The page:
Disaggregation by sex and age group (age groups 5-14 and 15-17).

Comparability with international data/standards

ILO Convention №138 contains a number of flexibility clauses left to the discretion of the competent national authority in consultation (where relevant) with workers’ and employers’ organizations (e.g., minimum ages, scope of application). This means that there is no single legal definition of child labour across countries, and thus, no single statistical measure of child labour consistent with national legislation across countries.

References and documentation

KR National SDG Reporting Platform:

Data sources

Multiple Indicator Cluster Survey (MICS)

Data collection methods

ComputerAssisted Personal Interview (CAPI) have been used for surveys. The application for data collection, including a special CAPI data management platform, is based on CSPro (Census and Survey Processing System) version 6.3. Procedures and standard software developed under the global CAPI programme were adapted to the final version of the 2018 CAPI questionnaire for Kyrgyzstan and used in the survey.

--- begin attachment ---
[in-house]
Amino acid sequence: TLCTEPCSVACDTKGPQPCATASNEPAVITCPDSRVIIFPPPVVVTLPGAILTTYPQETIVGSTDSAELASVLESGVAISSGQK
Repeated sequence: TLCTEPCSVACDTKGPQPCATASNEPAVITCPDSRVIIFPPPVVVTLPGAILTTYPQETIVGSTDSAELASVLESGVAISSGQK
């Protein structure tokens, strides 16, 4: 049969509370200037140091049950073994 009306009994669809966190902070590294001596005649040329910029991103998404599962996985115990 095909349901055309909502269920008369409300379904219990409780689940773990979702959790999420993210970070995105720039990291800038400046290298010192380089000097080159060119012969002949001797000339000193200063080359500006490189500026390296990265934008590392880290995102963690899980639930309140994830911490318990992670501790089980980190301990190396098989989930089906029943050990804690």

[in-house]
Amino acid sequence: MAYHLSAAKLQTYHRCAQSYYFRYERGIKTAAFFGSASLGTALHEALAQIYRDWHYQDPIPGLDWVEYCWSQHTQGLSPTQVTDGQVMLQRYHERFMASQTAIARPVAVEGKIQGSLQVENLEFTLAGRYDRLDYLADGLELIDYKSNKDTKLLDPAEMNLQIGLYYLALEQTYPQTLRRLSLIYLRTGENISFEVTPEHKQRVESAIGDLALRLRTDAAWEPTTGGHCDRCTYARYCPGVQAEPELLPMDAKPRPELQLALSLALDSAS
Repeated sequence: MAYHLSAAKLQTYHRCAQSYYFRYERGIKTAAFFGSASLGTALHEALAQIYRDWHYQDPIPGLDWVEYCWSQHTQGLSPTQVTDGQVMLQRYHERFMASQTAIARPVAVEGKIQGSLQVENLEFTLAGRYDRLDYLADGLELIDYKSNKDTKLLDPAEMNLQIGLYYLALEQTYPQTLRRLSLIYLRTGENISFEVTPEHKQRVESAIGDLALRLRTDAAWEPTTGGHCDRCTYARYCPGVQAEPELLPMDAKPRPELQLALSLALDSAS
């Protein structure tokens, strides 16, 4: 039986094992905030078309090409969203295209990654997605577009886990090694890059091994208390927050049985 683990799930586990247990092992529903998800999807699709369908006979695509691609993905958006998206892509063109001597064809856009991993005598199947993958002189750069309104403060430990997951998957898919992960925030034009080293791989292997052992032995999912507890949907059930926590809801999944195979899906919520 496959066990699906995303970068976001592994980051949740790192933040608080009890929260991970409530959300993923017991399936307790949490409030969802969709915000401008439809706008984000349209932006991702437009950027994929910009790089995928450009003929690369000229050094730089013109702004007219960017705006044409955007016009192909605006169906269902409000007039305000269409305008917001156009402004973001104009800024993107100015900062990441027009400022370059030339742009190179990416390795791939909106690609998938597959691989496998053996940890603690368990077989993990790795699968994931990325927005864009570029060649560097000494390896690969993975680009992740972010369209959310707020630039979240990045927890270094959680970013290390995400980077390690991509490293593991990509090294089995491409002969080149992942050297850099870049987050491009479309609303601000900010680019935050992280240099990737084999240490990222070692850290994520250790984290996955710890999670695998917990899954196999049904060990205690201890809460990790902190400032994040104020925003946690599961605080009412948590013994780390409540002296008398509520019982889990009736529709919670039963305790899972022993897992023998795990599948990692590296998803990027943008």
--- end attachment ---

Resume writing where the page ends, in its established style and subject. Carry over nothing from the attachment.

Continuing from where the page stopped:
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This table provides information about the supplier of the data


National Statistical Committee of the Kyrgyz Republic (Household Statistics Division)

Contact person(s)/focal point

Kerimalieva N.K.

Contact person's email

Contact person's phone

(0312) 32 46 91

Organization website